Government will assume two roles. The first is that of a facilitator to enable the process to take off. We think that this will justify the limited use of public funds. Secondly, Government will be an end user of the service of the NGO, on a reimbursable basis. In other words, Government, like any other user, will assign the NGO to undertake activities, each for a given fee. But, Government does not have to be the sole user or even the principal user. Government will facilitate the work of the NGO by its direction of public policy and establishing the proper economic framework, both as part of its constitutional responsibility and its implementation of the programmes in its political manifesto. Besides, the availability of such a service can, for example, stimulate Government to embark on the human capital audit of its programmes and projects in order to take good stock of the availability of such a resource. This widens legitimate and beneficial assignment opportunities for the NGO.

The activities of the NGO should prove very attractive to foreign companies, as well as multilateral agencies and other Governments. The current problems of staffing technical cooperation agreements with expensive expatriate staff, and the continuation of such projects after the expiry of the cooperation protocol...All those will be addressed by the NGO on a win-win basis.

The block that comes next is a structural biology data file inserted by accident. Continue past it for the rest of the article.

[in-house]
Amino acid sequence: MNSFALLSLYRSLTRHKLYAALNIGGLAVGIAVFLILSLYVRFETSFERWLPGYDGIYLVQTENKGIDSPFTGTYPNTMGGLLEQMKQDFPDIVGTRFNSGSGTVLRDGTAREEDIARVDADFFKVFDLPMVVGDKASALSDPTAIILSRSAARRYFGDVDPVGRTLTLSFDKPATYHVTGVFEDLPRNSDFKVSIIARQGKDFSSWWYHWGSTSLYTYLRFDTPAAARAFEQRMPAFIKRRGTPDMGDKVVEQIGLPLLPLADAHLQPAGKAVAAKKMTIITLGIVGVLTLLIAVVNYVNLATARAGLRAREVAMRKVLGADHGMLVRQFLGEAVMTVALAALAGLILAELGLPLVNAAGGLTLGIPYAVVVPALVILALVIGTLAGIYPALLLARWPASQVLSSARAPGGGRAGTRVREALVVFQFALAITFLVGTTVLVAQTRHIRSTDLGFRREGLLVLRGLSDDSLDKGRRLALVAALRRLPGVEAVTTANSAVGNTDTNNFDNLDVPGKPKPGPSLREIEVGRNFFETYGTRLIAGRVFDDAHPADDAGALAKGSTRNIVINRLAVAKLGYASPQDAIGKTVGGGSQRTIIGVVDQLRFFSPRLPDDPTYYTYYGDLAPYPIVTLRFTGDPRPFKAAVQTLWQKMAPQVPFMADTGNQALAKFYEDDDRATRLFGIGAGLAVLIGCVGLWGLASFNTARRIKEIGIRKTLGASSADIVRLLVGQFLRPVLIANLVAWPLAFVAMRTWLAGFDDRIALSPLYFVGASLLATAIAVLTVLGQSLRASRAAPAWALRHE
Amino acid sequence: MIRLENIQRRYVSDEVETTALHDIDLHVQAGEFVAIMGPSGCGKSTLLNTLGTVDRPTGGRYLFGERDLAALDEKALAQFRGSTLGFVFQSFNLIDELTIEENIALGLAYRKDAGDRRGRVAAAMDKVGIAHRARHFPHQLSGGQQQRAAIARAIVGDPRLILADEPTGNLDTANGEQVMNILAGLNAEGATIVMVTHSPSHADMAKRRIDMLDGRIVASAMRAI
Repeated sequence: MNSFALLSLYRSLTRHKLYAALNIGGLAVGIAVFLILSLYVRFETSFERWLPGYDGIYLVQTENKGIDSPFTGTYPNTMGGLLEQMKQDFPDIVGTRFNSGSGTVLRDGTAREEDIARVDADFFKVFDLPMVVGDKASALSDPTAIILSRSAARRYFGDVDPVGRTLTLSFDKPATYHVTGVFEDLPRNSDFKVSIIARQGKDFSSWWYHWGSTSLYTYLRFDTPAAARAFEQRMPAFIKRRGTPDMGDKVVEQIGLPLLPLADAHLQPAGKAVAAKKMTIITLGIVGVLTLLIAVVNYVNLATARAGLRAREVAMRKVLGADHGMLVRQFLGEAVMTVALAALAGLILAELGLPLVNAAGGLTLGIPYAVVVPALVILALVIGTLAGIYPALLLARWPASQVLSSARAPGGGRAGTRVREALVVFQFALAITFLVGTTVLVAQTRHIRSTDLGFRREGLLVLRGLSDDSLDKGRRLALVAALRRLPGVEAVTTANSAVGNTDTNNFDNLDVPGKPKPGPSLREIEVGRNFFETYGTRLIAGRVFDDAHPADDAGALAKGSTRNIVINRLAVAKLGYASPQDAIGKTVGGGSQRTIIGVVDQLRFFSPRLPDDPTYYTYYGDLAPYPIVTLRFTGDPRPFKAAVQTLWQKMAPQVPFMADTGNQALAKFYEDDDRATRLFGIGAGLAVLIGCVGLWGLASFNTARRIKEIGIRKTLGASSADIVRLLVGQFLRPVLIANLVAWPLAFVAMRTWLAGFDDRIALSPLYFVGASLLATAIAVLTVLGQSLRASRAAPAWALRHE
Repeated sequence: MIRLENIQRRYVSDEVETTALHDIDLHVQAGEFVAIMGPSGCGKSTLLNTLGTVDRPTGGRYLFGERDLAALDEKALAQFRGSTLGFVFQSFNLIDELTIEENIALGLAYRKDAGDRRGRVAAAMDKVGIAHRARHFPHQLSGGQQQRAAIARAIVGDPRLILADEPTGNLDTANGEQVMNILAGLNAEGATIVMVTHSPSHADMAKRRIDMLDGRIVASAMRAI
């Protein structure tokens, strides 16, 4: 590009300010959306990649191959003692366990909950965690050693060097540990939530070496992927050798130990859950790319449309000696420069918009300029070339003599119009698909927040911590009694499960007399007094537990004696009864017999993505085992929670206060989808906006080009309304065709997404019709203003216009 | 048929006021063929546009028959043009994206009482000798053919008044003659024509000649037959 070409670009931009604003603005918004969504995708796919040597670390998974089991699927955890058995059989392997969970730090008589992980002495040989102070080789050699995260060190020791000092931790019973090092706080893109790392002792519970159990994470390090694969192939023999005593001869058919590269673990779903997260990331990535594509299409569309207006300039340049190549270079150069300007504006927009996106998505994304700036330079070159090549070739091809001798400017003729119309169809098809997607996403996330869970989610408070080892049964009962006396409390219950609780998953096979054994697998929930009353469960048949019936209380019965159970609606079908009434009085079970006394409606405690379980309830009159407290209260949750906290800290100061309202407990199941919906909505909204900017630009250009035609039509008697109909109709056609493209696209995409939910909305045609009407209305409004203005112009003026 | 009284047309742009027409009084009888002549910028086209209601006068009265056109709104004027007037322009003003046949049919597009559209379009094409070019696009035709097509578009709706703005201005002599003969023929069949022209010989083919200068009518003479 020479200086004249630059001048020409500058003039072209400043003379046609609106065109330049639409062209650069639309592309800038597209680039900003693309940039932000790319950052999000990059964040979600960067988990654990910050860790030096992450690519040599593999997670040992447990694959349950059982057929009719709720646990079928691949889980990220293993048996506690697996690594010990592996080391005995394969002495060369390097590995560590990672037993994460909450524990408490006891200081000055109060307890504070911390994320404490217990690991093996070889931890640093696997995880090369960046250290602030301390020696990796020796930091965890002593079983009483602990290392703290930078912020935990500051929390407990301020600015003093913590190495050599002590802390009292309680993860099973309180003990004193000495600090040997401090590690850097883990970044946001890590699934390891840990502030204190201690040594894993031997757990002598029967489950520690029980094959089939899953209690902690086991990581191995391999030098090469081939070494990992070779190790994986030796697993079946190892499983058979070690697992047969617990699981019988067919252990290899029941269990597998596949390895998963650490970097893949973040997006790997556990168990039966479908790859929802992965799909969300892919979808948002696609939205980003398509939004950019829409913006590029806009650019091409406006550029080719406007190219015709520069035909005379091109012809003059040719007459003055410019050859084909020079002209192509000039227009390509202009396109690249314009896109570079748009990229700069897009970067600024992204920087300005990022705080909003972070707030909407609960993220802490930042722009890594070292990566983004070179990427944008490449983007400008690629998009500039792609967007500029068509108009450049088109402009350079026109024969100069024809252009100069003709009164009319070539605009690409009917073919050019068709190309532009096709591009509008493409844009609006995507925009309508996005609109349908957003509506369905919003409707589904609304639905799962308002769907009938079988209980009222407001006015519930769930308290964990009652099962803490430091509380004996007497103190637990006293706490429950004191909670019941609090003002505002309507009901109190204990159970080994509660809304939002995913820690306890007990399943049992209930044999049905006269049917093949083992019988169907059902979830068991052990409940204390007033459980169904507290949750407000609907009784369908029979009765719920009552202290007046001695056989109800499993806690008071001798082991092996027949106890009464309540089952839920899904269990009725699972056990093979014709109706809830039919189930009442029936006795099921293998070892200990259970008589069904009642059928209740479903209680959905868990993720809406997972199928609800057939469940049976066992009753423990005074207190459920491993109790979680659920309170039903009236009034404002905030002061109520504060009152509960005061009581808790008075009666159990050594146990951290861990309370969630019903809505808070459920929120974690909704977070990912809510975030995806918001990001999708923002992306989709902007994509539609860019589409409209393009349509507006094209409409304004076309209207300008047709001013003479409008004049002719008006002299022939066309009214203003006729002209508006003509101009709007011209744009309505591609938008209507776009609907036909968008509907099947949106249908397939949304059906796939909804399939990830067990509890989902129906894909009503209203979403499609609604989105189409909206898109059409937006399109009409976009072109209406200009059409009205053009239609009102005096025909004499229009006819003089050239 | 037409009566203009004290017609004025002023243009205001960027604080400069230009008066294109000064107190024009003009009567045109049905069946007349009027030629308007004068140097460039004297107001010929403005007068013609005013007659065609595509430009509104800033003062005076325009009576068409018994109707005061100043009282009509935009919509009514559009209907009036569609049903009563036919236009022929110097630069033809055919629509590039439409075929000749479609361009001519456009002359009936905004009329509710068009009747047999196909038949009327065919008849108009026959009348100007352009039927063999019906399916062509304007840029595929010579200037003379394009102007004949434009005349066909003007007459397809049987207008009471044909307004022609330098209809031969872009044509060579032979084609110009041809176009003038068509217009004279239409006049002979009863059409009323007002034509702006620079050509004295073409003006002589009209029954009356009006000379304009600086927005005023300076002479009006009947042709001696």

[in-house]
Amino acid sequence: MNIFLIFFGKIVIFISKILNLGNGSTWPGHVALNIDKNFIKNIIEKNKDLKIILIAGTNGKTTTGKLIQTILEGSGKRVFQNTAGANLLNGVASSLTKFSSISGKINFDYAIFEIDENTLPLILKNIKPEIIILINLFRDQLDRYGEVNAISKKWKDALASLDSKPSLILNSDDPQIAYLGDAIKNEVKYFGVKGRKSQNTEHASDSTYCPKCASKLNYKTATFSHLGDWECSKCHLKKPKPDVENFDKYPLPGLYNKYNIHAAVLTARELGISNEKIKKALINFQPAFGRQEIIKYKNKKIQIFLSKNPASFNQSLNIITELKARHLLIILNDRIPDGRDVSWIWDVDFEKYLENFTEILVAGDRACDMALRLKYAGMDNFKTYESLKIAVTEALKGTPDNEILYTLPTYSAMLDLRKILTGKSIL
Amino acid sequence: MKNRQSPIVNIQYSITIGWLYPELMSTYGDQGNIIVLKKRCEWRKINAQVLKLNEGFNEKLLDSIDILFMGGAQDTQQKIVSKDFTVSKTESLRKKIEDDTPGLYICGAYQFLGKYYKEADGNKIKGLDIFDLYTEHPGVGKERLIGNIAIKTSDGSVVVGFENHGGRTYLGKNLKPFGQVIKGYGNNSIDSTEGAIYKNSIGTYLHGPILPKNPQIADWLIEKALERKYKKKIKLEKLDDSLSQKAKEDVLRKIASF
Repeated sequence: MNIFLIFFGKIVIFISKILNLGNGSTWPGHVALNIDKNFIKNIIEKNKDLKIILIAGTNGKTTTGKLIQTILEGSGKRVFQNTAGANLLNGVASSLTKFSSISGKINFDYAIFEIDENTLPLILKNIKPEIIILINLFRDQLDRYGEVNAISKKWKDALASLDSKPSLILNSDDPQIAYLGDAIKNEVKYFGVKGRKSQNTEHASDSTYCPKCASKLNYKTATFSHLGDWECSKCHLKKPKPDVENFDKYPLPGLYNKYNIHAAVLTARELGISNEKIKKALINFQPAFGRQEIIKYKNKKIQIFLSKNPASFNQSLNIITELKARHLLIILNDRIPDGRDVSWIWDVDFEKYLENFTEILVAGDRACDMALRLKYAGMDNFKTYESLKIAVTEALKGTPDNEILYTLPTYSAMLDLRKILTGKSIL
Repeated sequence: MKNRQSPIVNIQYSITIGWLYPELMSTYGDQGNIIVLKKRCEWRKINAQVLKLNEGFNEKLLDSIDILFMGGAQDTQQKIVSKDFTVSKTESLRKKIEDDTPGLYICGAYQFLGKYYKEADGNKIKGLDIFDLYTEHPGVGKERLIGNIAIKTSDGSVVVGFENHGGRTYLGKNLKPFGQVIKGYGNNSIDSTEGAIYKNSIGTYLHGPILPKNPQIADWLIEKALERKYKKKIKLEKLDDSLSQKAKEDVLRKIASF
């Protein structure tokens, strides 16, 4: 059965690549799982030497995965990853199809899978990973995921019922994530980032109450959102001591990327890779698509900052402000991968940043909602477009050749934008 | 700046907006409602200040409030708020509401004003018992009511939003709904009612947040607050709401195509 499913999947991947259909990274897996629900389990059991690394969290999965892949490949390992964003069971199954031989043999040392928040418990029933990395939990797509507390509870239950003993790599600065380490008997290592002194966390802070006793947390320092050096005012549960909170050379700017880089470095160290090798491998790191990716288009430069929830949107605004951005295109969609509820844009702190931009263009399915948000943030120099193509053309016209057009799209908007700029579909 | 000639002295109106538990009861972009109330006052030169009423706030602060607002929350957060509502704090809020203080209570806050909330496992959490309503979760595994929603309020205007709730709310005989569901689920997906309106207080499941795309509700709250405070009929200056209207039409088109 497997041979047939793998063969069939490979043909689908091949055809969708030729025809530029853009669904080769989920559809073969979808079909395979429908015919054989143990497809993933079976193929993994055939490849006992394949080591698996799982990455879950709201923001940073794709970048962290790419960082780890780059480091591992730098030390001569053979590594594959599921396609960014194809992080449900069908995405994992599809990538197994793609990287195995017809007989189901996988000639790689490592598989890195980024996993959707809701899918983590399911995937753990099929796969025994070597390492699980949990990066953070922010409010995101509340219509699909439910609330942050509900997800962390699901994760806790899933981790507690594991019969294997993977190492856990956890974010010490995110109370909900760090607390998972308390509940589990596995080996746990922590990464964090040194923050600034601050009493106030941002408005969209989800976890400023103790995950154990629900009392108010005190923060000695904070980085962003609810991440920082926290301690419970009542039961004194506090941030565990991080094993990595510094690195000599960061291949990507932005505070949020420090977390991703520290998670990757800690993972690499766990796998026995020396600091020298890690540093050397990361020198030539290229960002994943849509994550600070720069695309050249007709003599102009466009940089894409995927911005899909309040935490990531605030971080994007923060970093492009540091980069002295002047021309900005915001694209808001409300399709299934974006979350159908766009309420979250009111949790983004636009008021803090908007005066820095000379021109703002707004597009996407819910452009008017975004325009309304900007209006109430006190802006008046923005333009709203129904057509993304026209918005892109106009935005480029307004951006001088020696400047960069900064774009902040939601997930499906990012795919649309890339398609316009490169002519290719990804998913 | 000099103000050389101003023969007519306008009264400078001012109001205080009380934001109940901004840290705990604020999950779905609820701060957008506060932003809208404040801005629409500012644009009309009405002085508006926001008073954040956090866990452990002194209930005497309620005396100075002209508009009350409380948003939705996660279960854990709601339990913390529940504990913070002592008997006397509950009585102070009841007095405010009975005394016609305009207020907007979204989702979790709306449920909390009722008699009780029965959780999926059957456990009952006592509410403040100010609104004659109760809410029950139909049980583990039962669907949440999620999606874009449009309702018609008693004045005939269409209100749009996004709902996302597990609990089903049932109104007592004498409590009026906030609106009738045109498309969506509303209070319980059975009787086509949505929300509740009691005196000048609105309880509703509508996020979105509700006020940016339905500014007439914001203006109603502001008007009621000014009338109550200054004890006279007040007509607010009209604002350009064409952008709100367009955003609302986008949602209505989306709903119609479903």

The possibilities are limitless. A large and accessible pool of high skilled Nigerians driven by patriotism, and encouraged by just remuneration for their skilled services, is potentially an efficient engine for accelerated development of a sound, reliable and affordable basis.

Naturally, much consultation and planning are required. We need the seed of core investors to set the ball rolling. We also need to sensitize our fellow Nigerians all over the world to this idea. Of course, we need to convince the potential end users: Governments, at all tiers and levels in Nigeria, the multilateral agencies like the World Bank, IMF, WHO, UNDP, USAID, European Union and others, as well as all cooperating foreign Governments in particular programmes, like those of ECOWAS.

One thing is certain. The Federal Government we are privileged to head will leave no stone unturned to help in the capacity we have here outlined.

It is my hope that our First Diaspora Dialogue will elucidate the scheme and the mechanism further, highlighting areas of emphasis and drawing attention to potential difficulties that need to be preemptively addressed.

Later this week, I hope to hold another Diaspora meeting in London, England. It is our intention to hold as many of such meetings as possible, in the next year or two, to cover all areas of concentration of Nigerian skills. For example, it is our hope to hold more of such meetings here in America in other cities, as time goes. But, it is my feeling that this movement will gain sufficient momentum for the necessary structures to be set up without the necessity of huge preliminary meetings, certainly without the necessity of the President being in attendance.